AFC South: Houston Texans

The Texans admitted another defeat from the 2013 draft on Monday. They released third-round pick Brennan Williams, thus officially going 0-2 in the third round last year.

Williams wrote this on twitter:

"I want to thank the Texans and the city of Houston for the great opportunity! It didn't work out how anyone planned, but I am still the same player who was drafted last year. Right now the key is getting healthy and getting back on this horse--don't worry about me I'll be back soon! Thanks for your prayers and support I am truly blessed. You can't keep the the GBO down."

There were a few red flags that came with both of the Texans third-round picks in 2013.

Sam Montgomery had been singled out by one of his college coaches as not being a hard worker. His interviews during the combine led many NFL personnel people to stay away from him. On the field, Montgomery couldn't manage the transition to outside linebacker and was moved to defensive end. His maturity was always in doubt, and proved to be insurmountable for the defensive end/linebacker who was released in the middle of last season.

Williams didn't have off-the-field concerns. But there were some on-field question marks. He had shoulder surgery and missed the final four games of his senior season at North Carolina. It's a different injury than the one he suffered in the pros, but for some players that's how it goes. His play -- for the small part of the 2013 offseason in which he participated -- left some members of the former coaching staff wanting to release him before that season began. There was talk of releasing Montgomery that early as well.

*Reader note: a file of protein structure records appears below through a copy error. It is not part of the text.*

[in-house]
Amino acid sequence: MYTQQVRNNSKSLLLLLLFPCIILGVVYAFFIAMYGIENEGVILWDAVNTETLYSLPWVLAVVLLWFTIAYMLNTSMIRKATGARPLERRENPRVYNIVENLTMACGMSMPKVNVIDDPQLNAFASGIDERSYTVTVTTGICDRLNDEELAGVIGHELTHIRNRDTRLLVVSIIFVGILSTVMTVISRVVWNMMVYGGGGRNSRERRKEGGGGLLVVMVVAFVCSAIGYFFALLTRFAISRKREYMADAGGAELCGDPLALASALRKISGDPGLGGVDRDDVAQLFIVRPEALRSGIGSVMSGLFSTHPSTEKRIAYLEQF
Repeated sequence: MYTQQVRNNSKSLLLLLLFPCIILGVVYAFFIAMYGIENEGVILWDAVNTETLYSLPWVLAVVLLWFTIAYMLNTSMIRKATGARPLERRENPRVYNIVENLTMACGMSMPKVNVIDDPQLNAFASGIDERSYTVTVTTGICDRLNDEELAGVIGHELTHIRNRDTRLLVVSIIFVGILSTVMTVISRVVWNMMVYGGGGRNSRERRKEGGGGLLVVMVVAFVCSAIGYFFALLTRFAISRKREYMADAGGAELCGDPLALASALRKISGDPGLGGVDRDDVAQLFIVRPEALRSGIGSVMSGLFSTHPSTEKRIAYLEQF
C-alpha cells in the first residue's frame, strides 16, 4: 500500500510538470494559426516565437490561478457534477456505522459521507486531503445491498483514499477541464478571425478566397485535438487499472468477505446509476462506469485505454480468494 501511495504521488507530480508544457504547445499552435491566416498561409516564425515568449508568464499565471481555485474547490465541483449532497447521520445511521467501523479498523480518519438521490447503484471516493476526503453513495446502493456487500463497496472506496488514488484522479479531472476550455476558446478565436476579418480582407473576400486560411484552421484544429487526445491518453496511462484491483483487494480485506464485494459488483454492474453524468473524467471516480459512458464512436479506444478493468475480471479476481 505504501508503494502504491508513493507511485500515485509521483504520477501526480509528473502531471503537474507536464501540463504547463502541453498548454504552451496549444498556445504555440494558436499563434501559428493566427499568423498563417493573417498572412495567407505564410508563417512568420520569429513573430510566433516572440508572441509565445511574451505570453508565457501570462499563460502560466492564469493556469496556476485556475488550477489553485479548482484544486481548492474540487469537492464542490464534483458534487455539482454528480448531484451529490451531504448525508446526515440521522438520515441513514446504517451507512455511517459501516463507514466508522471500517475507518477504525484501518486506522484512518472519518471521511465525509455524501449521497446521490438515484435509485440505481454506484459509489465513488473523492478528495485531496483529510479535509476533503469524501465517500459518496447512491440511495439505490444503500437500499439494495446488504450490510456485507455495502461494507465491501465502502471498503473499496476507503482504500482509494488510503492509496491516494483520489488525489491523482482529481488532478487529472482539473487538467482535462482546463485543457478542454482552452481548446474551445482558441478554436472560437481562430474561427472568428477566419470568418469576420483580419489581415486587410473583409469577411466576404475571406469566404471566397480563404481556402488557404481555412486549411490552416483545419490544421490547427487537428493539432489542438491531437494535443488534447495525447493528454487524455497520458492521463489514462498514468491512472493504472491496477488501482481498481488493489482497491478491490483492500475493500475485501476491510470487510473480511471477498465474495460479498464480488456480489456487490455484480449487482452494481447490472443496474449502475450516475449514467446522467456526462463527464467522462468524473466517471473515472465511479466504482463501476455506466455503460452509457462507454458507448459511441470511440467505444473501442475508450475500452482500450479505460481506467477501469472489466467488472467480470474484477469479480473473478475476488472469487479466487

Today the Texans released Williams after he failed his pre-camp physical. He had hoped to be ready for organized team activities, but instead spent the whole of them rehabbing an injury that required microfracture surgery last year.

A glance at that draft offers plenty of questions once you get past the first and second rounds. First-round pick DeAndre Hopkins and second-round pick D.J. Swearinger aren't game-breakers yet, but they have talent and the potential to be very good players for the Texans.

Then, things get muddy.

We've discussed the third round. Fourth-round pick Trevardo Williams is on the physically unable to perform list. Sixth-round pick Chris Jones was released and wound up with the New England Patriots eventually, where he played more snaps than any Texans draft pick.

Their three other sixth-round picks that year were offensive tackle David Quessenberry, tight end Ryan Griffin and receiver Alan Bonner. We'll remove Quessenberry from this discussion as he fights for his life at MD Anderson, a much more important fight than a mere position battle. Bonner and Griffin have shown promise, but only Griffin has played. Bonner spent last season on injured reserve.

That means just three of nine 2013 draft picks have played any NFL games for the Texans.

And that third round wasn't good. That's a place where you can still find starters and the Texans got nothing out of their picks. The blame gets shifted between the former coaching staff and the front office depending on who's doing the blaming. To me the bottom line is this: The final say for that draft rested with Texans general manager Rick Smith. Ultimately, he should shoulder that responsibility.